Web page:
A common thing I'd like to do is revert my working copy to a particular revision, do some testing, and then bring it back to the head of my current master. In the past I have naively done a "git checkout hash" only to lose my head. I've since learned I can create a branch and check that out, switch back and delete the branch, but it feels like too many steps for a simple check. In SVN parlance, is there a way to quickly revert and then quickly go back to the tip of trunk in git?

Edit: I think my confusion stems from the fact that when I checkout a hash and then git log, I don't see the changes that happened after the checked out hash (which is reasonable, when you think of it). But the accepted answer is correct; "git checkout branch" will restore the head to the previous branch.

  • Could you clarify "lose my head"? It seems to me nothing is lost.
    – Wok
    Sep 14, 2012 at 13:16

4 Answers 4


Assuming you're already on a branch (which you always should be for changes you want to keep), you can just do

git checkout <revision to check out>

This will take you off the topic branch you were working on into (no branch), in which the working copy refers directly to a commit ID rather than a branch name as normal.

Then to move back, simply:

git checkout <old branch name>

A helpful way to think of it is this: git checkout never alters branches; it merely changes what your working copy is currently looking at (ie, HEAD), which might either be a branch (in which case commits will update the branch) or a random commit hash.

As such, as long as the changes you want to keep are on a branch, you don't have to worry about git checkout losing them.

  • +1 for the explanation of working copies point to a random commit hash May 29, 2012 at 9:40
  • Do you include 'master' in what you call 'branch'?
    – Wok
    Sep 14, 2012 at 13:14
  • 1
    @wok: Yes. There's nothing special about master.
    – bdonlan
    Sep 15, 2012 at 6:11

You can create a branch at the the specific commit you want to checkout (from the manual page)

git branch [--set-upstream | --track | --no-track] [-l] [-f] <branchname> [<start-point>]

so fill in the <start-point> as the SHA1 you want you new branch <branchname> to start at and you won't get your 'head' detached from an expanding branch.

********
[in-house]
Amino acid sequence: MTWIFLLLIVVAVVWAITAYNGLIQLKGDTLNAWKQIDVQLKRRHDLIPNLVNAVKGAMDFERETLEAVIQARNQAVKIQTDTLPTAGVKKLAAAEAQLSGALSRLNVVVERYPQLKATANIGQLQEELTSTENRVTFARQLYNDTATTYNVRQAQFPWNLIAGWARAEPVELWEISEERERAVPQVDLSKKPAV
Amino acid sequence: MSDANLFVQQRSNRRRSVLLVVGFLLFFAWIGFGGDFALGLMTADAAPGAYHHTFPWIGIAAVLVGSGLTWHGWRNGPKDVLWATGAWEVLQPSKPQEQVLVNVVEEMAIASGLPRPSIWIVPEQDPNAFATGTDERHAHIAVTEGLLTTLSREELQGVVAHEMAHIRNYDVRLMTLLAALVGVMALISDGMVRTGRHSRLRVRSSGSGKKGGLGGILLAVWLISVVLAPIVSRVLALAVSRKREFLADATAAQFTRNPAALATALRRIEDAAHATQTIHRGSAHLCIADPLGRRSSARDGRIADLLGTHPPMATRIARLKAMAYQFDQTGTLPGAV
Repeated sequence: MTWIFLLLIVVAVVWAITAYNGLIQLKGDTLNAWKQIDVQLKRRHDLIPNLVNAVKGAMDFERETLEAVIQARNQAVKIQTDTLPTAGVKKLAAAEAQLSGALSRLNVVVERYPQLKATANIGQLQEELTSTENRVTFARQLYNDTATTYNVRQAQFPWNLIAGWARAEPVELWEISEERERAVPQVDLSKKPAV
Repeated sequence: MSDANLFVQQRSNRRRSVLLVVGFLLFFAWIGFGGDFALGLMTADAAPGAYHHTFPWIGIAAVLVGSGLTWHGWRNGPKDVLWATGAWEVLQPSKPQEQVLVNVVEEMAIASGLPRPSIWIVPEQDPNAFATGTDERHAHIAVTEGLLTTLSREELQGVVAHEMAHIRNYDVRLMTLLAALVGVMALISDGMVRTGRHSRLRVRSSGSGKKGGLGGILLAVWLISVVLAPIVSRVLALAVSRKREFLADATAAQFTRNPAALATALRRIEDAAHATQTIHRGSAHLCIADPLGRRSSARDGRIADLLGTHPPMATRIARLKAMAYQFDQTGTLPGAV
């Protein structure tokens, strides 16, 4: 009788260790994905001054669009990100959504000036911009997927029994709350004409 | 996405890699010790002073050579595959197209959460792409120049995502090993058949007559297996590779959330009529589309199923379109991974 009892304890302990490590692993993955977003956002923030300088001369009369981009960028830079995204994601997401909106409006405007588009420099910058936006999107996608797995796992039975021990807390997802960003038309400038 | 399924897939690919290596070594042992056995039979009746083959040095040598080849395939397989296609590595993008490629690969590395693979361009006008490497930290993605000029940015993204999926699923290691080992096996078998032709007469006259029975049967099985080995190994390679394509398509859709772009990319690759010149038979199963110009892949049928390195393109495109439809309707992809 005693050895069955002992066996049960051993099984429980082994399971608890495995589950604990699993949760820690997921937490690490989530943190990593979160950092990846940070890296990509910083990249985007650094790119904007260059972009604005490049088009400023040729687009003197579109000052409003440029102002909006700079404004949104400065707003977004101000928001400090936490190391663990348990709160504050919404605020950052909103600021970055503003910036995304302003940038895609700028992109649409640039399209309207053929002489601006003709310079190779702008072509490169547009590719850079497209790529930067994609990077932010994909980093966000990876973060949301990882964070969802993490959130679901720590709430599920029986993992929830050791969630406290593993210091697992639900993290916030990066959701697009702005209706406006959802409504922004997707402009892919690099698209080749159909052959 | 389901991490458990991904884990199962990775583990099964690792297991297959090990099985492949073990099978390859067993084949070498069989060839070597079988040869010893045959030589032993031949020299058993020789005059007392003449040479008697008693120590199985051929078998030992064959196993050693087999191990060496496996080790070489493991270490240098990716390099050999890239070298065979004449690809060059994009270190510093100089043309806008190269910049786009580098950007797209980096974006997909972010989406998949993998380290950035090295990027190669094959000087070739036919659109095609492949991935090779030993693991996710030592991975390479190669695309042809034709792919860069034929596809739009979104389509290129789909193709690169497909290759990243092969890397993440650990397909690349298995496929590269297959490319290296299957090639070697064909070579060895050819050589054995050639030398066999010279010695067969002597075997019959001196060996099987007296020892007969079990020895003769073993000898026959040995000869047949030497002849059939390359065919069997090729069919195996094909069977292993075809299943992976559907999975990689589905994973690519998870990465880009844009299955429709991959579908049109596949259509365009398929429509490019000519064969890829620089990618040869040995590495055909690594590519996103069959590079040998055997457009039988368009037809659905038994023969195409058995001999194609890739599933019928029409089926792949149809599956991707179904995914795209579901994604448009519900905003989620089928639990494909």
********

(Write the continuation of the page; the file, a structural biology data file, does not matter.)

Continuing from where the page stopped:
There will be other things you probably want to do to keep some of your working files in the state you desire....


Yes, you can visit any arbitrary revision with "git checkout" as you describe. If you ask for an arbitrary revision rather than a branch, git will not have any obvious way to keep track of what changes you make, though. You can see where you were before by consulting the reflog ("git reflog show") - but in general, you would have been on a branch before so presumably just want to change back to that with "git checkout master" or similar.

Note that this method won't automatically deal with uncommitted changes in your workspace--- either commit or stash your changes before moving between branches, or use "git checkout -m" to carry them around as you move (and be prepared to deal with merge conflicts if the changes you're carrying aren't trivial).

I think recent git versions have introduced the shorthand "@{-1}" for "where I was before I last moved", which might actually be what you want in this case. (I haven't used it, just read about it in the release notes).

  • 1
    "If you ask for an arbitrary revision rather than a branch, you won't be able to commit any changes, of course." -- You can commit. It's just that you will be working on "(no branch)" (as shown by "git branch"), so finding the commit after checking out another branch will be hard, unless you write down the commit's hash or dig it out from the logs. May 11, 2009 at 23:56
  • If you are using git extensions, it will ask you if you want to checkout or create a branch if you are not on a branch, which is nice. But git extensions can be dangerous for newbies like me because I am just now getting the significance of checking out revision vs branch.
    – Chance
    Apr 13, 2015 at 15:20

If you want Git to show the tip of some line of changes, you need to have it branched or tagged. But even if you do not make a branch, none of the commits is lost. It stays in the repository as a garbage node (i.e. not reachable through any branch or tag), and is removed only some days/weeks later when you do "git gc".

So if you want to have an easy access to the changes, it's best to create a temporary branch and work there. If you do commits outside a branch and then checkout another branch, then you will need to use the command "git reflog" or look into the logs (".git/logs" directory) to find out what was the hash of the changes that you lost. When you know the hash, you can do "git checkout hash" or "git checkout -b new_branch hash" and recover the tip.

  • What do you mean by "show" in "show the tip of some line of changes"? If I do the (IMO) natural thing and "checkout hash" I find that there is no way to get back to where I was without (somehow) knowing the hash where I was.
    – Nick
    May 11, 2009 at 19:14
  • By Git showing some line of changes, I mean that you can see it with commands such as "git branch", "git tag" or "gitk --all". Do you mean by "knowing the hash where I was" that you were doing work outside a branch? You are not supposed to know the hash where you were - you are supposed to know the branch where you were. May 11, 2009 at 20:34

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